- Anatomy photo:20:29-0104 at the SUNY Downstate Medical Center – "Heart: The Aortic Valve and Aortic Sinuses"
- S Nazari et al.: Patterns Of Systolic Stress Distribution On Mitral Valve Anterior Leaflet Chordal Apparatus. A Structural Mechanical Theoretical Analysis. J Cardiovasc Surg (Turin) 2000 Apr;41(2):193–202 (video)
- Schoenwolf, Gary C.; et al. (2009). "Development of the Urogenital system". Larsen's human embryology (4th ed.). Philadelphia: Churchill Livingstone/Elsevier. pp. 177–179. ISBN 978-0-443-06811-9.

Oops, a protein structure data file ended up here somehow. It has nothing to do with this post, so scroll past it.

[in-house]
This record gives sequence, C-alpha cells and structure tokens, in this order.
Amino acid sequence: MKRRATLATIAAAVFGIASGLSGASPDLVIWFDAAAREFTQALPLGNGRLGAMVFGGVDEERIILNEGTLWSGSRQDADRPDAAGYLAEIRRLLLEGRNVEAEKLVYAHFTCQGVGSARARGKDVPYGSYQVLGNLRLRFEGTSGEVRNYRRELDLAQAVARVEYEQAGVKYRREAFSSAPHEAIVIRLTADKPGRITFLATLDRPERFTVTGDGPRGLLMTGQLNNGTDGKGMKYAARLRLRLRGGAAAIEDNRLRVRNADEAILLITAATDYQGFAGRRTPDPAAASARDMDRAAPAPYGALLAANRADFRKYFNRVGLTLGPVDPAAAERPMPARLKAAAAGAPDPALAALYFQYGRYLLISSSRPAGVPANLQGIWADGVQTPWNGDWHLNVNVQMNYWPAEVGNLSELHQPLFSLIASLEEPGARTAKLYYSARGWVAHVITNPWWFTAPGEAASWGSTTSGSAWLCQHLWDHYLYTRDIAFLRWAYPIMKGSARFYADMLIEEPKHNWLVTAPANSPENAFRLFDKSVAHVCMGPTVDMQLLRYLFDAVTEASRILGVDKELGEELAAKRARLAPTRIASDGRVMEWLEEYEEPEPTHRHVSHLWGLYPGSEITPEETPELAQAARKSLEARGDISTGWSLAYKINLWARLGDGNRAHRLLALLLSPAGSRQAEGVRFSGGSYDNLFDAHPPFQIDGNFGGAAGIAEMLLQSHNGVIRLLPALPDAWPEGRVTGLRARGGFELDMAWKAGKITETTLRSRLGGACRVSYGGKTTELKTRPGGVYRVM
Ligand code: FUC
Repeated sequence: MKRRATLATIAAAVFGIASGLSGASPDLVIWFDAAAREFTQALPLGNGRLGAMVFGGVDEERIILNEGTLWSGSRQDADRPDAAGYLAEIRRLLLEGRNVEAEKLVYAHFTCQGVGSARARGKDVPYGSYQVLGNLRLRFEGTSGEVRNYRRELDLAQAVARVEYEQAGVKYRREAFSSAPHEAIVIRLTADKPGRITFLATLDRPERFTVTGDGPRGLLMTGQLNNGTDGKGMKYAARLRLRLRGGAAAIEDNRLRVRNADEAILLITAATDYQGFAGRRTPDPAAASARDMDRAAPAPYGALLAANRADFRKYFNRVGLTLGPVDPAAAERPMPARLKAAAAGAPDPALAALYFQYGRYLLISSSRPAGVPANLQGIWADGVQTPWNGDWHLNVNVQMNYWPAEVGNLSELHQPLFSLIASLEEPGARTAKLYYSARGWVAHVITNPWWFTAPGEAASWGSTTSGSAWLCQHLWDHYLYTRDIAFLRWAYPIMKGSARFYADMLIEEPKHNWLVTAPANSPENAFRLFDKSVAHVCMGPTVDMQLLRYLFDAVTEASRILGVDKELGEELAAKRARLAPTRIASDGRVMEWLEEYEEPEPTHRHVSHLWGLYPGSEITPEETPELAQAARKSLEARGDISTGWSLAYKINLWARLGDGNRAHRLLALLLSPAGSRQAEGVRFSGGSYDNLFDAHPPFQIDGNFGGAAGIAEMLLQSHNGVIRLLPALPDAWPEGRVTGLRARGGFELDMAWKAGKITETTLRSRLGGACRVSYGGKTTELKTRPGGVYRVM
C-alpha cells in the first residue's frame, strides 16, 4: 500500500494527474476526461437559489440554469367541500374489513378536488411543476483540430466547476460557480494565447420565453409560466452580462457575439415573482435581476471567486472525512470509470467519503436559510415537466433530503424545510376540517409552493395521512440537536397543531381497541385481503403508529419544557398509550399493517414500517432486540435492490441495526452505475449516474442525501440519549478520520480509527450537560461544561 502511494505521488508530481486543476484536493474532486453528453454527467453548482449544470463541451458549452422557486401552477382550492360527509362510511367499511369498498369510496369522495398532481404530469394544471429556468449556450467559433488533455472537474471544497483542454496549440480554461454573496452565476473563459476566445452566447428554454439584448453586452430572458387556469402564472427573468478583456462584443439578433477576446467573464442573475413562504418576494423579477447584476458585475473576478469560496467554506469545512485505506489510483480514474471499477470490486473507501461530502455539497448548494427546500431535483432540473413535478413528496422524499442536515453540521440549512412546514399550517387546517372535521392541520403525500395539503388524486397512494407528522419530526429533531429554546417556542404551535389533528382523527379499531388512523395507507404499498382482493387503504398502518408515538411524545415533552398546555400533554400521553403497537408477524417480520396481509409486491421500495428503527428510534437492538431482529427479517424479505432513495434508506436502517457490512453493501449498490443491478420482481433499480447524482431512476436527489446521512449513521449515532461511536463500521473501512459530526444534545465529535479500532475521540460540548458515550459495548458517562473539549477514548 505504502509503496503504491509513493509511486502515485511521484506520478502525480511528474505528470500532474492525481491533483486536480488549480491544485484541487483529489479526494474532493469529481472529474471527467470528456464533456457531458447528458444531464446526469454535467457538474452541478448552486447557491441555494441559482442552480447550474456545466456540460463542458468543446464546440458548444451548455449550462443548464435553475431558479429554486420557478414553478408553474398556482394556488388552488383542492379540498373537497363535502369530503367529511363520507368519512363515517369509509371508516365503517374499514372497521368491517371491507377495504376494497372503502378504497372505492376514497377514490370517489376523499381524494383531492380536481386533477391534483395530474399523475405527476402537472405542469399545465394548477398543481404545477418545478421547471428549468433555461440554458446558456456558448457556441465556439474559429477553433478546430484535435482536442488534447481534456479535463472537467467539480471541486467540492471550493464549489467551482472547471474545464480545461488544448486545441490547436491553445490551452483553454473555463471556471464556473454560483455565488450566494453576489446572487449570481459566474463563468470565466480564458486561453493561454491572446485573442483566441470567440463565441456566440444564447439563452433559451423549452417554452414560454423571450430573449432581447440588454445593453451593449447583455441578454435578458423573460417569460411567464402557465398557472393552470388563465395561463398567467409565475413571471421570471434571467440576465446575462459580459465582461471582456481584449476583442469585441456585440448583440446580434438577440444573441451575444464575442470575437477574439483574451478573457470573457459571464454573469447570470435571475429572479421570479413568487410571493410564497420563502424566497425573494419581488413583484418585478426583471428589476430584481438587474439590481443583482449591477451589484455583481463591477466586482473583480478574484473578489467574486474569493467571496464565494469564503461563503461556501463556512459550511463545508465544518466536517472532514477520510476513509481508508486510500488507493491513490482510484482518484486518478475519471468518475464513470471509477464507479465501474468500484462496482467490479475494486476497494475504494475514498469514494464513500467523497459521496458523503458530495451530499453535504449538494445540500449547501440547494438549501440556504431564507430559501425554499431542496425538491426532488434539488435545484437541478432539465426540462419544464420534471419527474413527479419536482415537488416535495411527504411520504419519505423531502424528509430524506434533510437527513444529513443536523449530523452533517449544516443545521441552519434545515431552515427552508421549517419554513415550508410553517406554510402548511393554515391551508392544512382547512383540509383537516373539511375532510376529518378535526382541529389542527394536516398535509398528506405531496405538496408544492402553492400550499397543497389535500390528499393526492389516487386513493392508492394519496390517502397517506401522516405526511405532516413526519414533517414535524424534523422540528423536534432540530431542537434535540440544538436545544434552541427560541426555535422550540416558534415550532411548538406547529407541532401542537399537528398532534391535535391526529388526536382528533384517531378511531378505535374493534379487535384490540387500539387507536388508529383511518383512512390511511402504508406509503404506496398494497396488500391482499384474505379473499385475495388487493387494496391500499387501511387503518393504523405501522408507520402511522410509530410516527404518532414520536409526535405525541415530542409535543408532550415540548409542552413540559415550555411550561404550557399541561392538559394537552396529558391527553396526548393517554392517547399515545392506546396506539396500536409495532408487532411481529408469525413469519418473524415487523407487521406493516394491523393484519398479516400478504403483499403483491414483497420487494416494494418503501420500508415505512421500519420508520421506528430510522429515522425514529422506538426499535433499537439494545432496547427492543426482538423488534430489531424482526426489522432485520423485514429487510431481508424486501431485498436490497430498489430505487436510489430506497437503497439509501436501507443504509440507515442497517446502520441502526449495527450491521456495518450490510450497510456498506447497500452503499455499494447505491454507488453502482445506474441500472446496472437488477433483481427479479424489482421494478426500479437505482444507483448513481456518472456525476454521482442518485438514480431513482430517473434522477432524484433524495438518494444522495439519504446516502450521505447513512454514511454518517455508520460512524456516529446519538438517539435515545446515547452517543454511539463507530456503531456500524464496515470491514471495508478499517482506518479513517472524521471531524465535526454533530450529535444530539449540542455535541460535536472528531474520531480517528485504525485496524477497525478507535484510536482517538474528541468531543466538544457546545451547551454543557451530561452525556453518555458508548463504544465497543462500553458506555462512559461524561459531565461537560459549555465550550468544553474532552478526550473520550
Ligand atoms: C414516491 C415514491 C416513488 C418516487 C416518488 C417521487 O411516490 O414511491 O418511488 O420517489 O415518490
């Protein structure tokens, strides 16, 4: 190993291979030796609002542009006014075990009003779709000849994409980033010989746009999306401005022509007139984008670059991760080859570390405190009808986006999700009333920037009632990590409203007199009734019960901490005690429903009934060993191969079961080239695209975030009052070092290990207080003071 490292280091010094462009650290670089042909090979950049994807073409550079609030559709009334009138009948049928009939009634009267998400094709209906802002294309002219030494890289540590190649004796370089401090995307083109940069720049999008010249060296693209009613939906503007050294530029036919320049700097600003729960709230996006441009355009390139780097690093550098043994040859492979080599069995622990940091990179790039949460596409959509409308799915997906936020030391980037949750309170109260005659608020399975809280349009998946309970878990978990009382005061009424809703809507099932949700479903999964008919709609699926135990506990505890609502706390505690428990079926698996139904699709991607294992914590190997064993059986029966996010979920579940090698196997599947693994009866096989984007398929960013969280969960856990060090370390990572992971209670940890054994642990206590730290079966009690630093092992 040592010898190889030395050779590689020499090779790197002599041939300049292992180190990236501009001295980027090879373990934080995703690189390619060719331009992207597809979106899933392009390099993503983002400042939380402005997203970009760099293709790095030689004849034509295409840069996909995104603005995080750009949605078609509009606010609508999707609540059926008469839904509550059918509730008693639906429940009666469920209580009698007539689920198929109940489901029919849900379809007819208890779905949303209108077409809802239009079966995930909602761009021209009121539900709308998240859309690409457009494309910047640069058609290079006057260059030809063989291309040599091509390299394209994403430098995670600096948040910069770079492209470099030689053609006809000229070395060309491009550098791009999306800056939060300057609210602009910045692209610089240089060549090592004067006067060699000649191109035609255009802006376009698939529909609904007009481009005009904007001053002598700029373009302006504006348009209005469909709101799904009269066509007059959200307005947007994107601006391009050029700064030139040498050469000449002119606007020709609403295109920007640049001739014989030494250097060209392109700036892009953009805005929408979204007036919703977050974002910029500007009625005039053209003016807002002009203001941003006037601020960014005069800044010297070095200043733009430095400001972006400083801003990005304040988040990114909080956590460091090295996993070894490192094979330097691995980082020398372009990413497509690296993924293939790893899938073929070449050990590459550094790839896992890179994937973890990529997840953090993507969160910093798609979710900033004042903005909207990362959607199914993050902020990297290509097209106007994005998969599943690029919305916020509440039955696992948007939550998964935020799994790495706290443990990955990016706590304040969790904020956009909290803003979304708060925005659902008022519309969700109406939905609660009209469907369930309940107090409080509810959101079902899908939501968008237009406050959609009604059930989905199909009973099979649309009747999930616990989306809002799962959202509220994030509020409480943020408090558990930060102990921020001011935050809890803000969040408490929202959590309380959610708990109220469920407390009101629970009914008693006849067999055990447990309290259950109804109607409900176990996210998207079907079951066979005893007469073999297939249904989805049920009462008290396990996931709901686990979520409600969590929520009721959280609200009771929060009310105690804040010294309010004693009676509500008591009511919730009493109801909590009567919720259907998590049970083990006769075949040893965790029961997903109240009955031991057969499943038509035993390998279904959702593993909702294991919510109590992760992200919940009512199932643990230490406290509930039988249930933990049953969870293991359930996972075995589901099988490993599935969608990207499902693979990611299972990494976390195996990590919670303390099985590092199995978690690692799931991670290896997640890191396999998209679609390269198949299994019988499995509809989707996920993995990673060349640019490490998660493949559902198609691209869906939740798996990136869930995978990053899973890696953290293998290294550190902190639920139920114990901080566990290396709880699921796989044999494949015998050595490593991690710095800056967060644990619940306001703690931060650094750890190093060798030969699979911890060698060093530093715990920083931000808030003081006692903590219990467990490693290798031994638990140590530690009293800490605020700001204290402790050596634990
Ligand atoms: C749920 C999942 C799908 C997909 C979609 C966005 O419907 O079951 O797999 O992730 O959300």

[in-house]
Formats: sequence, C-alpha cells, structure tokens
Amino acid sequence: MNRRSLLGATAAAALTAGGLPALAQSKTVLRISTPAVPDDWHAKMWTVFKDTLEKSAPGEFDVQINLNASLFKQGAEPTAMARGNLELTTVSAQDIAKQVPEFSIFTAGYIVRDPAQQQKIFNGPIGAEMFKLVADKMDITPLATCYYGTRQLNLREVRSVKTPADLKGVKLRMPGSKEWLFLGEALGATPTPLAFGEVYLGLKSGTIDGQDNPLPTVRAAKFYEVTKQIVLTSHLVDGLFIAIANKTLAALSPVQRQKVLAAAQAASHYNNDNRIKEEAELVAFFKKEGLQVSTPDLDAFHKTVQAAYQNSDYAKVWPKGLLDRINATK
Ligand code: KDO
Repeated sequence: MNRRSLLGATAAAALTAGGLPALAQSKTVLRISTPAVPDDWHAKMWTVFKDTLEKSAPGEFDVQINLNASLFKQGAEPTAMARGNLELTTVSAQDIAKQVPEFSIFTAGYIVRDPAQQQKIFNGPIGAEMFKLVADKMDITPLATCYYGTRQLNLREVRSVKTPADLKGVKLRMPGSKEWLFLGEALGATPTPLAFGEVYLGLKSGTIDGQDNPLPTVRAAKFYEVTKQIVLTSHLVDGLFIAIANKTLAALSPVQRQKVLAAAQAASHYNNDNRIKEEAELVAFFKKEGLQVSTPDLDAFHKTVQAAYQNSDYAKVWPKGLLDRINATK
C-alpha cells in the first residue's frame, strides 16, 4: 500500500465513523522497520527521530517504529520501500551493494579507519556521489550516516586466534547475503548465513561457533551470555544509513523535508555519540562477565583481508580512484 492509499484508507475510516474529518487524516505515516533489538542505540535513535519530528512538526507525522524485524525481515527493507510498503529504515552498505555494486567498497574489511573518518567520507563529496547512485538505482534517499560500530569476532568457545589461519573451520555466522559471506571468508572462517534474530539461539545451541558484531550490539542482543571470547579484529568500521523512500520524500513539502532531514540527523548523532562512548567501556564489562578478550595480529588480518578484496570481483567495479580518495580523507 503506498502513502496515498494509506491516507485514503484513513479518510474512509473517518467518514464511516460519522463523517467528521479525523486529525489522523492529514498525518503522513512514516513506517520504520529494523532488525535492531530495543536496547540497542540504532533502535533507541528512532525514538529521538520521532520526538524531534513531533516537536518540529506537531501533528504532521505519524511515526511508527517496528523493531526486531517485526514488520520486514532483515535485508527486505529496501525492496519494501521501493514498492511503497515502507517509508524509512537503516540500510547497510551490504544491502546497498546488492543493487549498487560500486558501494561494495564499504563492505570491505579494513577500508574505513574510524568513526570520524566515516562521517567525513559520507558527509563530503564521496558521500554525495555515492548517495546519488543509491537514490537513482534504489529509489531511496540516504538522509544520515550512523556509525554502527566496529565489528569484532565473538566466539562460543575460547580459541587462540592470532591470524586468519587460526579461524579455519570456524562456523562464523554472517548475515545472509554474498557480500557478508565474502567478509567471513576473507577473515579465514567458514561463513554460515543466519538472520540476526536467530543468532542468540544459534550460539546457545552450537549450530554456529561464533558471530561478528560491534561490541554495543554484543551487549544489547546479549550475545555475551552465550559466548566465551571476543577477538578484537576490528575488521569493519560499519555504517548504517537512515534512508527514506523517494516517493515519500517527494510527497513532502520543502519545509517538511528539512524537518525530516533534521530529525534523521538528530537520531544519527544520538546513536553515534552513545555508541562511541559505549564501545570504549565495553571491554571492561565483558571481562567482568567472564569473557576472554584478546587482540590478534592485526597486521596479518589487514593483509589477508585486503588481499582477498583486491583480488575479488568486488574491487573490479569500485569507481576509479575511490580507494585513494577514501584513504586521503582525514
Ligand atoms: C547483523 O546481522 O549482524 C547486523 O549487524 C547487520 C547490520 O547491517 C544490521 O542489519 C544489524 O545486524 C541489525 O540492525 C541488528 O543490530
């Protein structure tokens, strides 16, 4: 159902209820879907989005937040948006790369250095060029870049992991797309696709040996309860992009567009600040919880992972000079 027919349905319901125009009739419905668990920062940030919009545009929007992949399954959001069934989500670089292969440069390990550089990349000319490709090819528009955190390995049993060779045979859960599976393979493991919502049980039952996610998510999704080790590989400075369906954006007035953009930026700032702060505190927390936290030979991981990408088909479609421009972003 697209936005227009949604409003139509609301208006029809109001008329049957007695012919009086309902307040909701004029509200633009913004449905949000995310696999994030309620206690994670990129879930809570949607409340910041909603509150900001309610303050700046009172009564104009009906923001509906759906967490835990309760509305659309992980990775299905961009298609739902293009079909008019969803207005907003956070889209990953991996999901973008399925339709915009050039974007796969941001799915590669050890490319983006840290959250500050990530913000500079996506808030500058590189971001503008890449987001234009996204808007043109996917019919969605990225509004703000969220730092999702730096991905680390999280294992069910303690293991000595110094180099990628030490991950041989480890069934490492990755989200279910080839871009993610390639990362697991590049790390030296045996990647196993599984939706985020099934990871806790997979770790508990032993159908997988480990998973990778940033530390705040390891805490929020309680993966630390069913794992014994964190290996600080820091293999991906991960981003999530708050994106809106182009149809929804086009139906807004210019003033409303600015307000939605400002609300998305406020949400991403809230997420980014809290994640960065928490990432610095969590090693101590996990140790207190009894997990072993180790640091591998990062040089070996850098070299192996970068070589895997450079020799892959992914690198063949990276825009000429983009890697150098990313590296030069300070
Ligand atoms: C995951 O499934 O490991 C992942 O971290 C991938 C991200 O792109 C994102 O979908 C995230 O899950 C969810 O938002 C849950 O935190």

- Britton, the editors Nicki R. Colledge, Brian R. Walker, Stuart H. Ralston ; illustrated by Robert (2010). Davidson's principles and practice of medicine. (21st ed.). Edinburgh: Churchill Livingstone/Elsevier. pp. 612–628. ISBN 978-0-7020-3085-7.
- Mitchell RS, Kumar V, Robbins SL, Abbas AK, Fausto N (2007). Robbins Basic Pathology (8th ed.). Saunders/Elsevier. pp. 406–8. ISBN 1-4160-2973-7.
- Bertazzo, S. et al. Nano-analytical electron microscopy reveals fundamental insights into human cardiovascular tissue calcification. Nature Materials 12, 576–583 (2013).
- Miller, J. D. Cardiovascular calcification: Orbicular origins. Nature Materials 12, 476–478 (2013).